Other investigators have reported that cerebral ischemia is often followed by a brief period of cerebral hyperperfusion and a protracted period of hypoperfusion (27,28). We also observed a post-ischemic period of cerebral hyperperfusion lasting 10-15 min, followed by a period of hypoperfusion that persisted throughout the 2-h post-ischemic observation period in all treatment groups (Fig. 2). These perturbations during ischemia and reperfusion may contribute to blood-brain barrier disruption and edema formation and thereby exacerbate neuronal damage (27,28). Huang et al. (28) found that intra-ischemic hypothermia significantly reduced post-ischemic hyperperfusion, but had no effect on delayed hypoperfusion, whereas combined intra-ischemic and post-ischemia hypothermia prevented post-ischemic hyperperfusion and delayed post-ischemic hypoperfusion.
A large number of studies have shown that mild hypothermia protects against neuronal damage and functional disability caused by brief periods of cerebral ischemia (3-9,25,29). Also, studies have indicated that brief periods of post-ischemic hypothermia may only delay neuronal damage, whereas protracted hypothermia may provide sustained histopathologic and behavioral neuroprotection (30,31). For example, 3 h of post-ischemic hypothermia at 30°C in the rat provided marked neuroprotection at 7 d but
not at 2 months of recovery (8). In contrast, mild post-ischemic hypothermia for 1 to 3 d appears to produce sustained neuropro-tection for up to 6 months (29,32).
Other investigations suggest that the combined use of hypothermia and other treatment modalities may have a beneficial effect on survival following cerebral ischemia. These interventions are partly based on the hypothesis that neuronal degeneration may be ongoing for several months after a transient ischemic insult and that prolonged neuroprotection may reduce neurologic deficits and improve survival. Coimbra et al. (13) found that combining 7 h of post-
ischemic hypothermia with an anti-inflammatory/antipyretic drug administered from 14 to 72 h reduced neuronal damage at both 7 d and 2 months of recovery compared to hypothermia alone. The drug benefits were partly attributed to a reduction in post-ischemic hyperthermia that occurred during the first 3 d of recovery. Other interventions that may potentiate the benefits of hypothermia include hemodilution and glutamate antagonists. However, the neuroprotective benefit of the glutamate antagonist MK-801 was partly attributed to drug-induced hypothermia (33).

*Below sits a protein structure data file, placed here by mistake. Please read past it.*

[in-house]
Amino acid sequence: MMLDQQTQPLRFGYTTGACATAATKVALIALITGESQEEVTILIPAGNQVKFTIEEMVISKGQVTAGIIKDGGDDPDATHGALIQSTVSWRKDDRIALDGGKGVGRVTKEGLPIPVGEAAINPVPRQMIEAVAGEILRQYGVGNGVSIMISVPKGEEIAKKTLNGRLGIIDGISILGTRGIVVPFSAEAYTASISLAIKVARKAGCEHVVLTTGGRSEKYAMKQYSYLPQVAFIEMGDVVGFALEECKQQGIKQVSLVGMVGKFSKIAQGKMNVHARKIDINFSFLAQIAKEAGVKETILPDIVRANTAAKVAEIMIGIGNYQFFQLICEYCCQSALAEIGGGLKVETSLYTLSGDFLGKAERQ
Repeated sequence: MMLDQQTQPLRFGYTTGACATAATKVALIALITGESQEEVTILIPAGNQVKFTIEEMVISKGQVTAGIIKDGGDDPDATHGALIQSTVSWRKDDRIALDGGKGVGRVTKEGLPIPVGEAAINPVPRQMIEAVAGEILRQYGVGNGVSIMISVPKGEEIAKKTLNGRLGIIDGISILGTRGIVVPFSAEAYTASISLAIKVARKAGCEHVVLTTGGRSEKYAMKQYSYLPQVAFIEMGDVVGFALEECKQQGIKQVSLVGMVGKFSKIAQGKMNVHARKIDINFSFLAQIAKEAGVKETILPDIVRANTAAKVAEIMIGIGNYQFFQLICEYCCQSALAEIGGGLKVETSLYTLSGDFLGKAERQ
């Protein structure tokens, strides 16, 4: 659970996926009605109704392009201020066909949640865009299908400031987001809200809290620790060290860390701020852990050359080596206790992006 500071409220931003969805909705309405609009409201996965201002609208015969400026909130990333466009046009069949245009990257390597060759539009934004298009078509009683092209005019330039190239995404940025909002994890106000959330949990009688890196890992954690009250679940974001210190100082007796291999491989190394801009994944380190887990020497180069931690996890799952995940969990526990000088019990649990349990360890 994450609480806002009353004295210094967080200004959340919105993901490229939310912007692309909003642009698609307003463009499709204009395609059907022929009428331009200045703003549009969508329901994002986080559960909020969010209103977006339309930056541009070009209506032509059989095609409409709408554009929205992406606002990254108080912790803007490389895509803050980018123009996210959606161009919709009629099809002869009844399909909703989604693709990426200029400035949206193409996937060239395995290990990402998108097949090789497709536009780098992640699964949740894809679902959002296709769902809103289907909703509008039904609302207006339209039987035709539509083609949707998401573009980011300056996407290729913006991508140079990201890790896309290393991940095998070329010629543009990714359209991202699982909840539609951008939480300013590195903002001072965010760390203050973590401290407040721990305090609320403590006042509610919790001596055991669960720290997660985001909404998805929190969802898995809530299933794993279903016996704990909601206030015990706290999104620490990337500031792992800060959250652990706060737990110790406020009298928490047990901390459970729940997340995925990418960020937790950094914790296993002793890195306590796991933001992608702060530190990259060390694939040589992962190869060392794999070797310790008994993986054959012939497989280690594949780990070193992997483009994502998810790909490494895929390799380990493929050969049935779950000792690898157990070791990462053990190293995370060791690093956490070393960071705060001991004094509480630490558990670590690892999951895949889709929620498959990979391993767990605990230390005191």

Although sustained post-ischemic hypothermia appears to provide significant cerebral neuroprotection, hypothermia also appears to have a graded effect on neurologic outcome (34). The precise mechanism by which reductions in brain temperature provide neuroprotection is not clear. Hypothermia appears to exert several beneficial effects that attenuate neuronal loss, including reduced energy utilization (35) and inhibition of ischemia-induced release of excitotoxic neurotransmitters such as glutamate and aspartate (36). These excitatory neurotransmitters have been shown to activate calcium influx and the generation of free radicals that activate the caspase system, leading to neuronal DNA damage and apoptosis (2).
There is growing interest in the
clinical use of neuroprotective drugs and
procedures to prevent neurological damage caused
by acute stroke and brain trauma (10-12).
Further studies are needed to assess the efficacy of different levels of post-ischemic
hypothermia administered alone and in combination with other neuroprotective
treatments for the prevention of neurologic damage caused by brain trauma and ischemia.
This study was funded in part by a grant from Life Resuscitation Technologies, Inc., Chicago, IL. Technical assistance and consultation was provided by Dr. Warren Finn, Steven Phillips, Jeffrey McCosh, Curtis Hart, Corby Smithton, Patrick Conway, Oza McClain, and Gregory Fahy. The authors also thank Gloria Mercier for secretarial support.
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Received: July 10, 2000; Accepted: September 12, 2000